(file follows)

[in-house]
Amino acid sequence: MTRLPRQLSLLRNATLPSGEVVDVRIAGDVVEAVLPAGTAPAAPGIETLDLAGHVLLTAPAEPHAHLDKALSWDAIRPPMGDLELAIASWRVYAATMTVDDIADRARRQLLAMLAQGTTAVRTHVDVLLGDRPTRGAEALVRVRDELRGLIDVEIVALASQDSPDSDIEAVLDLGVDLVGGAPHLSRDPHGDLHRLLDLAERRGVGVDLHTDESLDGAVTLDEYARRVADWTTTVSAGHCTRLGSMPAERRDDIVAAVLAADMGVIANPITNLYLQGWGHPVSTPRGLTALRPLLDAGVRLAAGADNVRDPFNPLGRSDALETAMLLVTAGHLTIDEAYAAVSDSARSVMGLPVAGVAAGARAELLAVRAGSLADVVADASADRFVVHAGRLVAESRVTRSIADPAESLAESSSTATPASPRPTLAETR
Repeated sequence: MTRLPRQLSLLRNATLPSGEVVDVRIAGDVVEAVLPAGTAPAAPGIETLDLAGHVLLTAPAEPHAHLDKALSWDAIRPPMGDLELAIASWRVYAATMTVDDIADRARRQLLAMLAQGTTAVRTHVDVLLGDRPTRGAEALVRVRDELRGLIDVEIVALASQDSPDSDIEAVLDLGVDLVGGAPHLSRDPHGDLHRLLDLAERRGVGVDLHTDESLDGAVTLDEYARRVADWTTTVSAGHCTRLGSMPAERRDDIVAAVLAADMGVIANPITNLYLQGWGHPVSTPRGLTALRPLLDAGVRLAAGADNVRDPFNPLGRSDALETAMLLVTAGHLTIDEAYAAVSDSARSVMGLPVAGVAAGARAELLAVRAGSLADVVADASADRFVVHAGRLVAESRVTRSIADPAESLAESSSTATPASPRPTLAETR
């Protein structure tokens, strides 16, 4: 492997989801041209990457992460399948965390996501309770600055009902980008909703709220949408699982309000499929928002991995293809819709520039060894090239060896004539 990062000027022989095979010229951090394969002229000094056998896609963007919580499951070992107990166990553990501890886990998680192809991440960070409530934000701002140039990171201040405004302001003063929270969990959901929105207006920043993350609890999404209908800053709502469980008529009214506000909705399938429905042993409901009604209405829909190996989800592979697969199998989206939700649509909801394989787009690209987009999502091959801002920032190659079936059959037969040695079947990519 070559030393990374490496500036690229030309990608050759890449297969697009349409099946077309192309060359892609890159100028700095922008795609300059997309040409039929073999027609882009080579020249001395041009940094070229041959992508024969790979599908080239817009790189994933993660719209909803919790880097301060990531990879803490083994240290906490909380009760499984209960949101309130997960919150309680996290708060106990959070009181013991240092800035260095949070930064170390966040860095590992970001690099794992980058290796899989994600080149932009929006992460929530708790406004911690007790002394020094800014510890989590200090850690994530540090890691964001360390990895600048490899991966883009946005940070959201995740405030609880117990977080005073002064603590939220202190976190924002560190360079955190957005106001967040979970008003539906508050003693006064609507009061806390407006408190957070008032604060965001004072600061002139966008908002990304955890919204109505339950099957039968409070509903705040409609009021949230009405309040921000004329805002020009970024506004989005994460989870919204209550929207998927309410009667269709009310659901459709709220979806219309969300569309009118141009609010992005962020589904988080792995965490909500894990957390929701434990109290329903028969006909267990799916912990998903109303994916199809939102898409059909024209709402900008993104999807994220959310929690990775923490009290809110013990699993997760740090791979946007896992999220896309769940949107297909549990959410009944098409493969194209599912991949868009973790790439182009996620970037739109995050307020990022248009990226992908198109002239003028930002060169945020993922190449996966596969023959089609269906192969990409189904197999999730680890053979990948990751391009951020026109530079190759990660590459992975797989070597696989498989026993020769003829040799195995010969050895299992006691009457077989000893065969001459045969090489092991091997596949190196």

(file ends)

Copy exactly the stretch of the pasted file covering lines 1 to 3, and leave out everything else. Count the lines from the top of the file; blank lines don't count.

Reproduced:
[in-house]
Amino acid sequence: MTRLPRQLSLLRNATLPSGEVVDVRIAGDVVEAVLPAGTAPAAPGIETLDLAGHVLLTAPAEPHAHLDKALSWDAIRPPMGDLELAIASWRVYAATMTVDDIADRARRQLLAMLAQGTTAVRTHVDVLLGDRPTRGAEALVRVRDELRGLIDVEIVALASQDSPDSDIEAVLDLGVDLVGGAPHLSRDPHGDLHRLLDLAERRGVGVDLHTDESLDGAVTLDEYARRVADWTTTVSAGHCTRLGSMPAERRDDIVAAVLAADMGVIANPITNLYLQGWGHPVSTPRGLTALRPLLDAGVRLAAGADNVRDPFNPLGRSDALETAMLLVTAGHLTIDEAYAAVSDSARSVMGLPVAGVAAGARAELLAVRAGSLADVVADASADRFVVHAGRLVAESRVTRSIADPAESLAESSSTATPASPRPTLAETR
Repeated sequence: MTRLPRQLSLLRNATLPSGEVVDVRIAGDVVEAVLPAGTAPAAPGIETLDLAGHVLLTAPAEPHAHLDKALSWDAIRPPMGDLELAIASWRVYAATMTVDDIADRARRQLLAMLAQGTTAVRTHVDVLLGDRPTRGAEALVRVRDELRGLIDVEIVALASQDSPDSDIEAVLDLGVDLVGGAPHLSRDPHGDLHRLLDLAERRGVGVDLHTDESLDGAVTLDEYARRVADWTTTVSAGHCTRLGSMPAERRDDIVAAVLAADMGVIANPITNLYLQGWGHPVSTPRGLTALRPLLDAGVRLAAGADNVRDPFNPLGRSDALETAMLLVTAGHLTIDEAYAAVSDSARSVMGLPVAGVAAGARAELLAVRAGSLADVVADASADRFVVHAGRLVAESRVTRSIADPAESLAESSSTATPASPRPTLAETR